The Bright Side of Death
“It was fucking unbelievable”: that’s the judgement of one resident of Carthage, Texas, recalling the moment he heard that local Mortician and community mascot, Bernie Tiede, had been arrested for the murder of 81 year old Margaret Nugent. Eighty percent of the testimonials cut together to narrate Linklater’s bio-com are from the mouths of Carthage’s colourful residents, contemporaries of the real Tiede, and they all agree: he was needy but selfless, naïve but sweet, guilty but innocent. His victim, by contrast, was hateful, cruel and heartless. If Tiede did it at all, and despite his confession there’s at least one local who still won’t accept it, everyone agrees the blame lies with the corpse in the garage freezer.
Fucking unbelievable is a fair judgement on Linklater’s morally dubious appropriation of this real world murder for comic purposes. All biography fictionalises life, you can’t put a camera in someone’s head or bear witness to each moment; any attempt at making sense of events and the actors that participated in them is an exercise in chasing shadows. Nevertheless, a murder confers a responsibility upon any filmic treatment, mindful that movies are such potent mythmakers that they often authoritatively supplant the historic facts in the audience’s mind. Linklater has used witnesses to the truth to tell a lie. Perhaps he rationalised it reasoning, why let the facts get in the way of a good story?
Tiede, endearing in Jack Black’s hands, with his comic waddle and practiced solemnity, has fewer rough edges than his real world counterpart. His characterisation is modelled on a neat opening metaphor – a scene in which Tiede schools a class of trainee morticians in preparing a corpse for family viewing. He places great importance on presentation, judging the psychological proclivities of grieving relatives. Black’s Tiede is no less precise in judging his own appearance; it’s carefully constructed to put people at their ease. It’s a neat idea, but that’s the closest Linklater comes to judging his subject.
The townspeople, with the odd fictionalised interloper standing in for those who have an active part in the story, paint a flawed but forgiving portrait of a man who’s still clearly well liked by those that knew him. The less palatable side is represented by Matthew McConaughney’s suspicious sheriff, though he, it’s underlined, represents a legal interest removed from first hand experience of the accused.
We might have relied on Linklater’s camera as a more challenging witness; the filmmaker can take us to those moments that exist between testimony and conjecture to show the film’s truth – the comments in the margin. Instead, Linklater seems content to take Bernie’s naivety on trust. Black’s Bernie is a ventriloquist’s dummy; his old friends are operating him.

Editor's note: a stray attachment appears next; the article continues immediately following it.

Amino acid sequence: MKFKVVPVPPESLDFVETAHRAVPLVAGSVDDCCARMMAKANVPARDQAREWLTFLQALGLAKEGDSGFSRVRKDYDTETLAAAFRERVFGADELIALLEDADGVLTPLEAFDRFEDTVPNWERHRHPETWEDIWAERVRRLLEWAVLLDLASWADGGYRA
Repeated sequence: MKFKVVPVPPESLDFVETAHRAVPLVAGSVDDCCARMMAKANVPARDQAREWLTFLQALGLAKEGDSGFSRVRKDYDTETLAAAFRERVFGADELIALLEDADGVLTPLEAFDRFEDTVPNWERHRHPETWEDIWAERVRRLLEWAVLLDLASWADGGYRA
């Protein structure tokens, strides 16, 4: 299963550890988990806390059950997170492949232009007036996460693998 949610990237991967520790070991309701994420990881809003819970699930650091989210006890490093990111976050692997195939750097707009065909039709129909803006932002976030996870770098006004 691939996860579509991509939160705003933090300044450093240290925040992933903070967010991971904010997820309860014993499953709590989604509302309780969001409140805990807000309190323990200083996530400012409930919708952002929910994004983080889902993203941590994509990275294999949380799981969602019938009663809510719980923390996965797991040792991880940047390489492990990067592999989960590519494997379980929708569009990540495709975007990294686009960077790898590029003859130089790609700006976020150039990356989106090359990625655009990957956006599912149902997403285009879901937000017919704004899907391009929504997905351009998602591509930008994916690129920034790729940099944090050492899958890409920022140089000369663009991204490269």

Indeed, conscious that some of the background to the murder may be at odds with the quirky, homespun tone, evoked by Carthage’s old timers, Linklater’s coy with the details. Salient information, for example the suggestion that Tiede used Nugent’s money to keep a succession of gay lovers, or that he siphoned off large amounts of the victim’s fortune in the months leading up to the killing, are withheld from the audience. Tittle-tattle maybe, but this pretends to be a movie about small town gossip, so let’s have the lot.
Bernie, shorn of any sinister motive for the crime, is instead re-imagined as a victim; a lonely, possibly homosexual man, that gravitated toward a rich widow initially out of altruism and the need to be needed, only to find himself enslaved by his new employer’s possessive nature and addicted to the lifestyle she provided.
The film is sympathetic to a fault, yet only by fixing the sequence of events to remove any ugly complications. Even at the pivotal moment, in which Bernie, harangued to breaking point, picks up a rifle and shoots Nugent four times in the back, Linklater asks his audience to see it as a moment of release, rather than a violent crime. A broken Bernie breaks down and cries, “What have I done?” Linklater might have asked himself the same question when reviewing the rushes.
Perhaps a glimpse of Jack Black talking to the real Bernie Tiede in prison at the close tells the film’s story better than it does. Black seems to have been charmed by Tiede, at least enough to have given him the benefit of the doubt. Linklater takes his cues accordingly. It’s a film that might have been made by Tiede’s appeal lawyer. A fascinating story to be sure, told with a good eye for the absurd, but is it a laughing matter? While it lasts, yes. Later…?
The 55th London Film Festival runs from October 12th-27th. Go to http://www.bfi.org.uk/lff for venue and ticket information. Don’t forget to turn off that fucking phone.